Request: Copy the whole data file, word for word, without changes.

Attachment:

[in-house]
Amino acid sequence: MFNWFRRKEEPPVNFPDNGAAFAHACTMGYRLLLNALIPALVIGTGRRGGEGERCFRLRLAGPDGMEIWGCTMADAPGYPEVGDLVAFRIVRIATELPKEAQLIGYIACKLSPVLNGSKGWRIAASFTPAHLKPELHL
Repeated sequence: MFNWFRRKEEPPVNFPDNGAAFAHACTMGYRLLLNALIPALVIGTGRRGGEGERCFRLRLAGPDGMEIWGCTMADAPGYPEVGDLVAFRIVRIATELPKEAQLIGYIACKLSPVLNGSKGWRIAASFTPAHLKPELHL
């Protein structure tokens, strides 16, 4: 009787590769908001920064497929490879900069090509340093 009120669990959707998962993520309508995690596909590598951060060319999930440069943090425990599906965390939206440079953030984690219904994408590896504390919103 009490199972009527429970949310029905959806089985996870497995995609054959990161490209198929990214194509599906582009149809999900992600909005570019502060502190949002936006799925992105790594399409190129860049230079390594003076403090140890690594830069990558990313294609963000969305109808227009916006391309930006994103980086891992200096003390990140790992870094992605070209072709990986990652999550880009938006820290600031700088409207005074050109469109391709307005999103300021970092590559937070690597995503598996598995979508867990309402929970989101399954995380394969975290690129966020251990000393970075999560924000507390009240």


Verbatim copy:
[in-house]
Amino acid sequence: MFNWFRRKEEPPVNFPDNGAAFAHACTMGYRLLLNALIPALVIGTGRRGGEGERCFRLRLAGPDGMEIWGCTMADAPGYPEVGDLVAFRIVRIATELPKEAQLIGYIACKLSPVLNGSKGWRIAASFTPAHLKPELHL
Repeated sequence: MFNWFRRKEEPPVNFPDNGAAFAHACTMGYRLLLNALIPALVIGTGRRGGEGERCFRLRLAGPDGMEIWGCTMADAPGYPEVGDLVAFRIVRIATELPKEAQLIGYIACKLSPVLNGSKGWRIAASFTPAHLKPELHL
């Protein structure tokens, strides 16, 4: 009787590769908001920064497929490879900069090509340093 009120669990959707998962993520309508995690596909590598951060060319999930440069943090425990599906965390939206440079953030984690219904994408590896504390919103 009490199972009527429970949310029905959806089985996870497995995609054959990161490209198929990214194509599906582009149809999900992600909005570019502060502190949002936006799925992105790594399409190129860049230079390594003076403090140890690594830069990558990313294609963000969305109808227009916006391309930006994103980086891992200096003390990140790992870094992605070209072709990986990652999550880009938006820290600031700088409207005074050109469109391709307005999103300021970092590559937070690597995503598996598995979508867990309402929970989101399954995380394969975290690129966020251990000393970075999560924000507390009240």